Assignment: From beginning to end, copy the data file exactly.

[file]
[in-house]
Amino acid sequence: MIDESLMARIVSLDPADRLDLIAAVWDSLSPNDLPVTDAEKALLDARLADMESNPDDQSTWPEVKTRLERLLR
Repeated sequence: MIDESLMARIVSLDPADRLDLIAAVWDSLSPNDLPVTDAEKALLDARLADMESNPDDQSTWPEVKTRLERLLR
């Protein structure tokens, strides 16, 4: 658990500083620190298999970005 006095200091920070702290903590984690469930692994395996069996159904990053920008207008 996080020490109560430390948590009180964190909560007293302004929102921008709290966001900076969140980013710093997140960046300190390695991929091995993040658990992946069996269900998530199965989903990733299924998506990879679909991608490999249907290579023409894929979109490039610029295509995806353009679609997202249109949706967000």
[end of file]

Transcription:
[in-house]
Amino acid sequence: MIDESLMARIVSLDPADRLDLIAAVWDSLSPNDLPVTDAEKALLDARLADMESNPDDQSTWPEVKTRLERLLR
Repeated sequence: MIDESLMARIVSLDPADRLDLIAAVWDSLSPNDLPVTDAEKALLDARLADMESNPDDQSTWPEVKTRLERLLR
């Protein structure tokens, strides 16, 4: 658990500083620190298999970005 006095200091920070702290903590984690469930692994395996069996159904990053920008207008 996080020490109560430390948590009180964190909560007293302004929102921008709290966001900076969140980013710093997140960046300190390695991929091995993040658990992946069996269900998530199965989903990733299924998506990879679909991608490999249907290579023409894929979109490039610029295509995806353009679609997202249109949706967000």